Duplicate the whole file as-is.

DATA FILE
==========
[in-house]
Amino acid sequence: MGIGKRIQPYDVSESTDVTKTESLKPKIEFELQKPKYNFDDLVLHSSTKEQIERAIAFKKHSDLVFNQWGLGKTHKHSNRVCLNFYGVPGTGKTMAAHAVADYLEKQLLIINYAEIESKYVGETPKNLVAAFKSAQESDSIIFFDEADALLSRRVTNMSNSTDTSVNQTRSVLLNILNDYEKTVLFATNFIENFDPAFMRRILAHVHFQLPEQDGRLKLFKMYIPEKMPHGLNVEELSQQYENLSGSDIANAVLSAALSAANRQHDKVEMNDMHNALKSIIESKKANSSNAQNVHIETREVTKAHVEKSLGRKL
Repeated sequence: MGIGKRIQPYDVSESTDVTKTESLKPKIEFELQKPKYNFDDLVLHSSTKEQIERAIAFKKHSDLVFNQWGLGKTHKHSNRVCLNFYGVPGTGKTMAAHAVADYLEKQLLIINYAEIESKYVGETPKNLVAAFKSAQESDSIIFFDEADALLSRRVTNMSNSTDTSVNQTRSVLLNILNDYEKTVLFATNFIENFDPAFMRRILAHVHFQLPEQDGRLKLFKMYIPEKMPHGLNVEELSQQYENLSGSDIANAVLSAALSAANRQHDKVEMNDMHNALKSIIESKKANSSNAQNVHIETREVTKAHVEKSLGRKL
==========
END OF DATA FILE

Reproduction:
[in-house]
Amino acid sequence: MGIGKRIQPYDVSESTDVTKTESLKPKIEFELQKPKYNFDDLVLHSSTKEQIERAIAFKKHSDLVFNQWGLGKTHKHSNRVCLNFYGVPGTGKTMAAHAVADYLEKQLLIINYAEIESKYVGETPKNLVAAFKSAQESDSIIFFDEADALLSRRVTNMSNSTDTSVNQTRSVLLNILNDYEKTVLFATNFIENFDPAFMRRILAHVHFQLPEQDGRLKLFKMYIPEKMPHGLNVEELSQQYENLSGSDIANAVLSAALSAANRQHDKVEMNDMHNALKSIIESKKANSSNAQNVHIETREVTKAHVEKSLGRKL
Repeated sequence: MGIGKRIQPYDVSESTDVTKTESLKPKIEFELQKPKYNFDDLVLHSSTKEQIERAIAFKKHSDLVFNQWGLGKTHKHSNRVCLNFYGVPGTGKTMAAHAVADYLEKQLLIINYAEIESKYVGETPKNLVAAFKSAQESDSIIFFDEADALLSRRVTNMSNSTDTSVNQTRSVLLNILNDYEKTVLFATNFIENFDPAFMRRILAHVHFQLPEQDGRLKLFKMYIPEKMPHGLNVEELSQQYENLSGSDIANAVLSAALSAANRQHDKVEMNDMHNALKSIIESKKANSSNAQNVHIETREVTKAHVEKSLGRKL